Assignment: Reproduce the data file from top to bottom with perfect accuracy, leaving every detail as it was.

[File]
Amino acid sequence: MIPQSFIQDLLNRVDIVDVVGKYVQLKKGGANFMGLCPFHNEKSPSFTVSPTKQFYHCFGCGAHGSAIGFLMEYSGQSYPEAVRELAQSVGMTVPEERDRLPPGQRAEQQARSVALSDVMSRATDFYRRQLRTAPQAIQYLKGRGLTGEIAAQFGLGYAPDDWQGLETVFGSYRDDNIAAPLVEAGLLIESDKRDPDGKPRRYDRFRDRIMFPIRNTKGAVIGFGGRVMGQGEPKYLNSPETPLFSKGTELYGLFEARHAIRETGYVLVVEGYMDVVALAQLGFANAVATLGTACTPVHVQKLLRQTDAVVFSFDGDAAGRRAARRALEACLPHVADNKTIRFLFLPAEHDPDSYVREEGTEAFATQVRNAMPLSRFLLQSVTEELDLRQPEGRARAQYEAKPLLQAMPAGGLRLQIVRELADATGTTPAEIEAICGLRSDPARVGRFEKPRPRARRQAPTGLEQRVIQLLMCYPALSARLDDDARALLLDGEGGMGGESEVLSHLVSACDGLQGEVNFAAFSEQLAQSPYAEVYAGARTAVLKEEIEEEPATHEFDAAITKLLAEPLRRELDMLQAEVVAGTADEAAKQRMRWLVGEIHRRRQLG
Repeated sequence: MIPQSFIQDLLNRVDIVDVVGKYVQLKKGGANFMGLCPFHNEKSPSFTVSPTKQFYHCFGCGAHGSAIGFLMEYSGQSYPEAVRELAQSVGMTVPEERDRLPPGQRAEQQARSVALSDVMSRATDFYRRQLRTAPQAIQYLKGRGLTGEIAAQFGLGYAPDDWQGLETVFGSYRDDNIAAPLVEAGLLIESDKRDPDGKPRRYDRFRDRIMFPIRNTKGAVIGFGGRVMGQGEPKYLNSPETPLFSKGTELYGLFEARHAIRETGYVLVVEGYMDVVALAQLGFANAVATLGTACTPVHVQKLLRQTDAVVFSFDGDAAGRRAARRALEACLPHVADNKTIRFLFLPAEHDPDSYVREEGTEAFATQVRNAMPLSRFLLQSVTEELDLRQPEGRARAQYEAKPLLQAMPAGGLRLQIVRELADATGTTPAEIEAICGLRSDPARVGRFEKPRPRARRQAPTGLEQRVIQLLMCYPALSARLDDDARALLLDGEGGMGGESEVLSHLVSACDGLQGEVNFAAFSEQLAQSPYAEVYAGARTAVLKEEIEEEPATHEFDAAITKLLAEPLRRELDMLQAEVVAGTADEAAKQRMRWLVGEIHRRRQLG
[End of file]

Amino acid sequence: MIPQSFIQDLLNRVDIVDVVGKYVQLKKGGANFMGLCPFHNEKSPSFTVSPTKQFYHCFGCGAHGSAIGFLMEYSGQSYPEAVRELAQSVGMTVPEERDRLPPGQRAEQQARSVALSDVMSRATDFYRRQLRTAPQAIQYLKGRGLTGEIAAQFGLGYAPDDWQGLETVFGSYRDDNIAAPLVEAGLLIESDKRDPDGKPRRYDRFRDRIMFPIRNTKGAVIGFGGRVMGQGEPKYLNSPETPLFSKGTELYGLFEARHAIRETGYVLVVEGYMDVVALAQLGFANAVATLGTACTPVHVQKLLRQTDAVVFSFDGDAAGRRAARRALEACLPHVADNKTIRFLFLPAEHDPDSYVREEGTEAFATQVRNAMPLSRFLLQSVTEELDLRQPEGRARAQYEAKPLLQAMPAGGLRLQIVRELADATGTTPAEIEAICGLRSDPARVGRFEKPRPRARRQAPTGLEQRVIQLLMCYPALSARLDDDARALLLDGEGGMGGESEVLSHLVSACDGLQGEVNFAAFSEQLAQSPYAEVYAGARTAVLKEEIEEEPATHEFDAAITKLLAEPLRRELDMLQAEVVAGTADEAAKQRMRWLVGEIHRRRQLG
Repeated sequence: MIPQSFIQDLLNRVDIVDVVGKYVQLKKGGANFMGLCPFHNEKSPSFTVSPTKQFYHCFGCGAHGSAIGFLMEYSGQSYPEAVRELAQSVGMTVPEERDRLPPGQRAEQQARSVALSDVMSRATDFYRRQLRTAPQAIQYLKGRGLTGEIAAQFGLGYAPDDWQGLETVFGSYRDDNIAAPLVEAGLLIESDKRDPDGKPRRYDRFRDRIMFPIRNTKGAVIGFGGRVMGQGEPKYLNSPETPLFSKGTELYGLFEARHAIRETGYVLVVEGYMDVVALAQLGFANAVATLGTACTPVHVQKLLRQTDAVVFSFDGDAAGRRAARRALEACLPHVADNKTIRFLFLPAEHDPDSYVREEGTEAFATQVRNAMPLSRFLLQSVTEELDLRQPEGRARAQYEAKPLLQAMPAGGLRLQIVRELADATGTTPAEIEAICGLRSDPARVGRFEKPRPRARRQAPTGLEQRVIQLLMCYPALSARLDDDARALLLDGEGGMGGESEVLSHLVSACDGLQGEVNFAAFSEQLAQSPYAEVYAGARTAVLKEEIEEEPATHEFDAAITKLLAEPLRRELDMLQAEVVAGTADEAAKQRMRWLVGEIHRRRQLG